There is a great difference in excellency, usefulness, and comfort between people of clear, digested knowledge, and confused, undigested apprehensions. -Richard Baxter

Archive for July, 2007

using now what you’ll never have again

When you’re young…when, statistically-speaking, you likely have more days ahead than behind you…you tend not to think of the end of your days. time.jpg

That’s a phenomenon to be dispensed with as soon as possible.

Here’s a few words that might help.  (If you’d like to download a printer-friendly copy, click here.) They’re not a morbid, joy-killing, despairing collection of thoughts.  If anything they’re meant to catalyze a better use of what you cannot recover once it’s gone: time.

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why art is important

as a follow-up to the post from a few days ago on why we read, here’s a transcript of a commencement address at Stanford University this last June given by Director of the National Endowment for the Arts, Dana Gioia. (It’s a man with a name I can’t pronounce).

It’s a call to renew one’s interest in the arts, not to be confused with pure entertainment. While he isn’t dismissive of things on the boob-tube, he laments the sheer ignorance of the expressions not given to commercial interruption or season finales.

He also makes a very provocative point regarding the kinds of lives lived by two distinct groups: Read the rest of this entry »

may you not kowtow to the culture’s feckless attention to its lexicon….er somethin’ like that..

American Heritage Dictionary has published what they think to be essential words for your vocabulary–and this for high-school students!

so…what words would you add?

leave this out and you will always be spinning your wheels….

we’ve just begun our consideration of a two-fold priority for the Christian life: what the path toward maturity looks and feels41w3k1jjz3l_aa240_.jpg like, and what giving counsel to one another out of reverence for God and love for one another looks and feels like.

if it were all a matter of technique, though–mere application of principles–one might wonder why God put so much emphasis on the presence and work of the Spirit. If He is intimately involved in renewing us and spurring us on to spurring one another on to love and good works (Heb 10), then there must be something not of this world–not of simple technique–indissolubly linked to our maturity and ministering. Read the rest of this entry »

His Will and our work, part 1 of many…

As alluded to on the July calendar, in October (yes, an announcement in July about an October thing), we’ll devote some time in October (perhaps on retreat, perhaps here at home–still deciding) to a discussion of faith and work–i.e. profession. Chuck Garriott will be here. Letters are going out within the week to several PCPC members in various professions to see if they might join us and corral those of you in the same or similar professions into a discussion of faithfulness in the marketplace. Even if you’re still in training for your profession, aspiring to that profession, or still not sure on what profession you might one day land, our time together will speak broadly enough to how to live and work for the glory of God, a la Colossians 3:15. Read the rest of this entry »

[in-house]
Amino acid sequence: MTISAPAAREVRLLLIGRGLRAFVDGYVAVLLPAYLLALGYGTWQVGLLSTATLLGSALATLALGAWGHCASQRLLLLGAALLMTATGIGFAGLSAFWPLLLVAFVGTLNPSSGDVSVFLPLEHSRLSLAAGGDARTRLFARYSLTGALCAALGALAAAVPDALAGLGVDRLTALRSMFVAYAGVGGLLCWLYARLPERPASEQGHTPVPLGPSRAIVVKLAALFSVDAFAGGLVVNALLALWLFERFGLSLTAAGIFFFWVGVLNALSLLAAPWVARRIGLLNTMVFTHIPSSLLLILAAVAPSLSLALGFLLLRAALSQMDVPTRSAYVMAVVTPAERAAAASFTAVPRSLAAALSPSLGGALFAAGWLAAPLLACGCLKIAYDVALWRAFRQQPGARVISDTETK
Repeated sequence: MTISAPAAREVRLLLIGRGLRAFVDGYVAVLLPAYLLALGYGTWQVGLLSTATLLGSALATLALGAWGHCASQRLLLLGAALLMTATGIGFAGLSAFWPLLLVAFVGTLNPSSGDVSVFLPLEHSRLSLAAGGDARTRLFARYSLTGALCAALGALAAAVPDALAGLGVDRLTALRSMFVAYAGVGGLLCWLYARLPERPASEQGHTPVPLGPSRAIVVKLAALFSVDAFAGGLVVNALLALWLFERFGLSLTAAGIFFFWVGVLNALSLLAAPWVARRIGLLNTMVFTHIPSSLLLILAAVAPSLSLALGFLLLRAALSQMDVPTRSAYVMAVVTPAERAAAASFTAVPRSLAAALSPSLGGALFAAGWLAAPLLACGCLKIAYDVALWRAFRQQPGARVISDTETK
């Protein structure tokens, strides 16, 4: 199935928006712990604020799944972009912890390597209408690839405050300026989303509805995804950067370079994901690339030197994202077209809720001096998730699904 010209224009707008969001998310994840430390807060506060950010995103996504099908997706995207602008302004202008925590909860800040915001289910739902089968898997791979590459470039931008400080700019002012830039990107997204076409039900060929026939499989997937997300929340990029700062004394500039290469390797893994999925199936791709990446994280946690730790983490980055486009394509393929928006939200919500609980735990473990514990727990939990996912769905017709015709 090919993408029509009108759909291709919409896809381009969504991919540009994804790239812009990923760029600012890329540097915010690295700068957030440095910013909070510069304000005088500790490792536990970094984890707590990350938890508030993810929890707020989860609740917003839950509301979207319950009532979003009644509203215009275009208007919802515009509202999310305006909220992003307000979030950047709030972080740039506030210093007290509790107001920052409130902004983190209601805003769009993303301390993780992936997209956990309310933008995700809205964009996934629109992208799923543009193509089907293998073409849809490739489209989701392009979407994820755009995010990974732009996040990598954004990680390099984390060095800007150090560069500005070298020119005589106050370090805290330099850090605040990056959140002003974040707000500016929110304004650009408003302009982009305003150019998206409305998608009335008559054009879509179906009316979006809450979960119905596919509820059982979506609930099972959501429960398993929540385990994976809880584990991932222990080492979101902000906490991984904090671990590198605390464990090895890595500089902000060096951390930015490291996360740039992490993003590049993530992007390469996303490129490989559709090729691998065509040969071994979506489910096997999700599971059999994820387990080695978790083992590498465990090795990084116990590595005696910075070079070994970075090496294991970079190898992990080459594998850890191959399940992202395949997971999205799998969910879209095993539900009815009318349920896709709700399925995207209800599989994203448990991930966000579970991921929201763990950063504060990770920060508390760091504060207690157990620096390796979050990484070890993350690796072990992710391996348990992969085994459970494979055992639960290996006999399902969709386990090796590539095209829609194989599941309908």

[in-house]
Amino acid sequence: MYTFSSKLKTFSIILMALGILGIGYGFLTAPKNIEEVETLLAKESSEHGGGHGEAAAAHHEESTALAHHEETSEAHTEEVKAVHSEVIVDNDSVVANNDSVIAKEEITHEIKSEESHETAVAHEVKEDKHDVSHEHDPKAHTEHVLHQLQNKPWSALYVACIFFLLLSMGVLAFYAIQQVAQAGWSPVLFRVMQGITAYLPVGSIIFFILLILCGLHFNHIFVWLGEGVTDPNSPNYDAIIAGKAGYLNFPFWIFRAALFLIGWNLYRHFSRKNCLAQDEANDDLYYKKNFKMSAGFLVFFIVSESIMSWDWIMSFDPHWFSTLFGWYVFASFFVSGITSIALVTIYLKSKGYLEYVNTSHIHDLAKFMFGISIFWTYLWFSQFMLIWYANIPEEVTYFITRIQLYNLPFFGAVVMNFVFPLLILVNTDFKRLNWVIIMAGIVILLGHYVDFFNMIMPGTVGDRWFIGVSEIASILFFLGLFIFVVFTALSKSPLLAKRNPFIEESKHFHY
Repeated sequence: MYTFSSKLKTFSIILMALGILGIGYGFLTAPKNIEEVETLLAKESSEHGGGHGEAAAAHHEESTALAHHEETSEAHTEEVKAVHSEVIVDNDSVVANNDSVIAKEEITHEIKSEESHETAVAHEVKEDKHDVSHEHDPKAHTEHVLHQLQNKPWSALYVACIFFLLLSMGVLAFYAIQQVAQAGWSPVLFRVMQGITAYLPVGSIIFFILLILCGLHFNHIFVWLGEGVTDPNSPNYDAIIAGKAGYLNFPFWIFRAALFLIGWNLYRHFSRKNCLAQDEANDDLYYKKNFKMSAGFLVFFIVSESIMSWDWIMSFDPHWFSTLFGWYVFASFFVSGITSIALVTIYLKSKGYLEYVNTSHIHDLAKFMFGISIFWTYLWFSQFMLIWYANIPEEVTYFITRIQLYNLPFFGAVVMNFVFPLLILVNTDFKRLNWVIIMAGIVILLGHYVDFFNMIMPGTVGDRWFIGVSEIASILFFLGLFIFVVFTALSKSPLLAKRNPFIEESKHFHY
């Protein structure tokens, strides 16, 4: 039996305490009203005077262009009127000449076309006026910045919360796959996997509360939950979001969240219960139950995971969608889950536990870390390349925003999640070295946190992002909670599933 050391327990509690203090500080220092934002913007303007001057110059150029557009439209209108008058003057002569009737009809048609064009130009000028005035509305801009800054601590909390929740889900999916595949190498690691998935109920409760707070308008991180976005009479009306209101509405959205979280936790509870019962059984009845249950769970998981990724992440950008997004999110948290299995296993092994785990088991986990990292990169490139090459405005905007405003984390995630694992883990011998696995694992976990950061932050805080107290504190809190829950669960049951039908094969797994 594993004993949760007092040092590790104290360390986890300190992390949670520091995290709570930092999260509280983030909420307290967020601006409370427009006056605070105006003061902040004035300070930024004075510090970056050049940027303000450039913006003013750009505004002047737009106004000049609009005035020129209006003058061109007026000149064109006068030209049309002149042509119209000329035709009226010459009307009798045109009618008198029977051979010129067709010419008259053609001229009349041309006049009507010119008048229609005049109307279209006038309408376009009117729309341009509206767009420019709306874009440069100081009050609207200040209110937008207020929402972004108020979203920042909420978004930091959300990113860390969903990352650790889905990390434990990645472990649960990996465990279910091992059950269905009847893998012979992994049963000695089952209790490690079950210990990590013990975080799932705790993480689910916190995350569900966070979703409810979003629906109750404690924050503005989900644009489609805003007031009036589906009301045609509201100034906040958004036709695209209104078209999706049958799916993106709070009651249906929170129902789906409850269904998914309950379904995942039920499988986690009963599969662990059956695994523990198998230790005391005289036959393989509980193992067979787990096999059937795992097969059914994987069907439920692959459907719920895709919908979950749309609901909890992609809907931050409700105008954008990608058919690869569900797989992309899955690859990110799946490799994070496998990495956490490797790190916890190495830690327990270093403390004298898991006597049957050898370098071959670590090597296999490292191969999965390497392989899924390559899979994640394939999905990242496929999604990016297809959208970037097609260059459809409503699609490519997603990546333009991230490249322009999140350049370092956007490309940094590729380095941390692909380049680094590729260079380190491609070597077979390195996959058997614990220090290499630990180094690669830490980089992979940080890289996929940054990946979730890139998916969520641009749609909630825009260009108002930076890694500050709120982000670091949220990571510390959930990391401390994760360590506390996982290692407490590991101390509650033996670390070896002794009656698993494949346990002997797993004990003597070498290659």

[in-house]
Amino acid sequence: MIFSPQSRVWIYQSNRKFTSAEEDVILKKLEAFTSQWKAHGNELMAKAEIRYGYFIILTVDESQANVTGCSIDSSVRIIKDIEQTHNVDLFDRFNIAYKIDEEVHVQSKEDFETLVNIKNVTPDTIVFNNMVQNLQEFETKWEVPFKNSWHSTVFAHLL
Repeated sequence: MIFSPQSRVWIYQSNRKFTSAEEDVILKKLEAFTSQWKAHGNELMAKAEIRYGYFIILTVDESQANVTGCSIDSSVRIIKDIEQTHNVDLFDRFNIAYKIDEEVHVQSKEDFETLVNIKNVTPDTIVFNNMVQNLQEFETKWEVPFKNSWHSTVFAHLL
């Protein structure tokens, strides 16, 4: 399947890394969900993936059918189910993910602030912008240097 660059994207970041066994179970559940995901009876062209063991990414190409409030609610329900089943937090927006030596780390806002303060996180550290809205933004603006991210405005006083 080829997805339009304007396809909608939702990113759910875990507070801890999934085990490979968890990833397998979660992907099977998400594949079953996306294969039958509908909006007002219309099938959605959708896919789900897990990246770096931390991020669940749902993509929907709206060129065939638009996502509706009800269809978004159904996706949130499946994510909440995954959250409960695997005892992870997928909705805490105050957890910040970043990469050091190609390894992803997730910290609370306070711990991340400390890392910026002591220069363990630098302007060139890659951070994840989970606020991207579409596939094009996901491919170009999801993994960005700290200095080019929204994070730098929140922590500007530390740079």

C.S. Lewis on why we read:

Those of us who have been true readers all our life seldom fully realise the enormous extension of our being which we owe to authors. We realise it best when we talk with an unliterary friend. He may be full of goodness and good sense but he inhabits a tiny world. In it, we should be suffocated. The man who is contented to be only himself, and therefore less a self, is in prison. My own eyes are not enough for me, I will see through those of others. Reality, even seen through the eyes of many, is not enough. I will see what others have invented…. [I]n reading great literature I become a thousand men and yet remain myself. Like the night sky in the Greek poem, I see with a myriad eyes, but it is still I who see. Here, as in worship, in love, in moral action, and in knowing, I transcend myself; and am never more myself than when I do.

If you’d like to see the essay in which C.S. Lewis is cited here, an essay on the mandate for Christians to be reading, click here

and, if you need to be cajoled into reading, may I do so with this witty video, the Medieval Help Desk

this just in from China….

Here’s an update from Erika in China….makes you glad there are diapers in the world

Daily Schedule:


Our days start at 7am with breakfast in the cafeteria.  I usually make a cup of coffee in our community kitchen in the dorm, then walk across campus to breakfast (a very American thing…walking with coffee that is).  I usually eat an egg mcmuffin type sandwich, but they also offer a rice porridge with vegetables.  After breakfast we head to a large room in the library that is reserved for the program.  We have training on various topics from 8-12.  We are being trained by year-long teachers who have decided to stay after and support the program, most will return home this week.

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